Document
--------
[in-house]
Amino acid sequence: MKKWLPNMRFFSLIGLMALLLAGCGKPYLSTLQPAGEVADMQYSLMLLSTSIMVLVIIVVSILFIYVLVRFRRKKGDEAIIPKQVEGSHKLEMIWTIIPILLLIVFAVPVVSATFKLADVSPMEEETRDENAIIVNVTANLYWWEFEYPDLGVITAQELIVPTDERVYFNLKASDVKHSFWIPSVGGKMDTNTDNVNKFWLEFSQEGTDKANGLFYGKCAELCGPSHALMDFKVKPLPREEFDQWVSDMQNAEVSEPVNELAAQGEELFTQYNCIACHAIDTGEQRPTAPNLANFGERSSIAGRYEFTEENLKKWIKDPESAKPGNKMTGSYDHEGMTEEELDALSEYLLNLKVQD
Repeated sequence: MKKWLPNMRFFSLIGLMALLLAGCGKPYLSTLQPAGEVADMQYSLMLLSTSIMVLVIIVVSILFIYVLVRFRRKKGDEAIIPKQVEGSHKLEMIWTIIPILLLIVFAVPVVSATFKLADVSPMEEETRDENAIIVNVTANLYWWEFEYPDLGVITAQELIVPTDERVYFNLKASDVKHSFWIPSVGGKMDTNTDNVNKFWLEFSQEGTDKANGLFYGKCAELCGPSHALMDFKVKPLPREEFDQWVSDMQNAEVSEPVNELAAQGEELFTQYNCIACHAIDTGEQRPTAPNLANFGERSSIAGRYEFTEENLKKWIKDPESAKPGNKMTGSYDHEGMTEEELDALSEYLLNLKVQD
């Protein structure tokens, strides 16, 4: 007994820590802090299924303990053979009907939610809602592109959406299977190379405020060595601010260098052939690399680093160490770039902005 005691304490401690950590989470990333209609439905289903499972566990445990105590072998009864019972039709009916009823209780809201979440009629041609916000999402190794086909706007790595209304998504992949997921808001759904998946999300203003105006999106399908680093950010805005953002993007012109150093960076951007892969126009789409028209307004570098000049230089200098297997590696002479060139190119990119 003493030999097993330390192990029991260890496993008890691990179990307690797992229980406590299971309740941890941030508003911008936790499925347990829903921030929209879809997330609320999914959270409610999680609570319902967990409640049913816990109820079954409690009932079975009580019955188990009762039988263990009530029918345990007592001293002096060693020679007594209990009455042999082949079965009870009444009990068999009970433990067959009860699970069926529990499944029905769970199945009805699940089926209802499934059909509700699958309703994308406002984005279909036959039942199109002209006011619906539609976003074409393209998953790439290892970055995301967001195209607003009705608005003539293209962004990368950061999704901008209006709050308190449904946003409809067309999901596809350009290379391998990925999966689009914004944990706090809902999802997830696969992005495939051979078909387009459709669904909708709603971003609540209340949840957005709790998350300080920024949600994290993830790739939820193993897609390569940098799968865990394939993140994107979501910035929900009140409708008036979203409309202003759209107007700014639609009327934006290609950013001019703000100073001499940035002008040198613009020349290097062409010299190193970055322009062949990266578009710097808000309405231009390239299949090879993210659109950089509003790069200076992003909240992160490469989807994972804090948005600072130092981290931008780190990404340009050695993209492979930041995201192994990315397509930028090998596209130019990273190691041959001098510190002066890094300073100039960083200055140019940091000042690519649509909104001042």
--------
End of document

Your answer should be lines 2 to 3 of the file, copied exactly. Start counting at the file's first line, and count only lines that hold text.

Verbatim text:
Amino acid sequence: MKKWLPNMRFFSLIGLMALLLAGCGKPYLSTLQPAGEVADMQYSLMLLSTSIMVLVIIVVSILFIYVLVRFRRKKGDEAIIPKQVEGSHKLEMIWTIIPILLLIVFAVPVVSATFKLADVSPMEEETRDENAIIVNVTANLYWWEFEYPDLGVITAQELIVPTDERVYFNLKASDVKHSFWIPSVGGKMDTNTDNVNKFWLEFSQEGTDKANGLFYGKCAELCGPSHALMDFKVKPLPREEFDQWVSDMQNAEVSEPVNELAAQGEELFTQYNCIACHAIDTGEQRPTAPNLANFGERSSIAGRYEFTEENLKKWIKDPESAKPGNKMTGSYDHEGMTEEELDALSEYLLNLKVQD
Repeated sequence: MKKWLPNMRFFSLIGLMALLLAGCGKPYLSTLQPAGEVADMQYSLMLLSTSIMVLVIIVVSILFIYVLVRFRRKKGDEAIIPKQVEGSHKLEMIWTIIPILLLIVFAVPVVSATFKLADVSPMEEETRDENAIIVNVTANLYWWEFEYPDLGVITAQELIVPTDERVYFNLKASDVKHSFWIPSVGGKMDTNTDNVNKFWLEFSQEGTDKANGLFYGKCAELCGPSHALMDFKVKPLPREEFDQWVSDMQNAEVSEPVNELAAQGEELFTQYNCIACHAIDTGEQRPTAPNLANFGERSSIAGRYEFTEENLKKWIKDPESAKPGNKMTGSYDHEGMTEEELDALSEYLLNLKVQD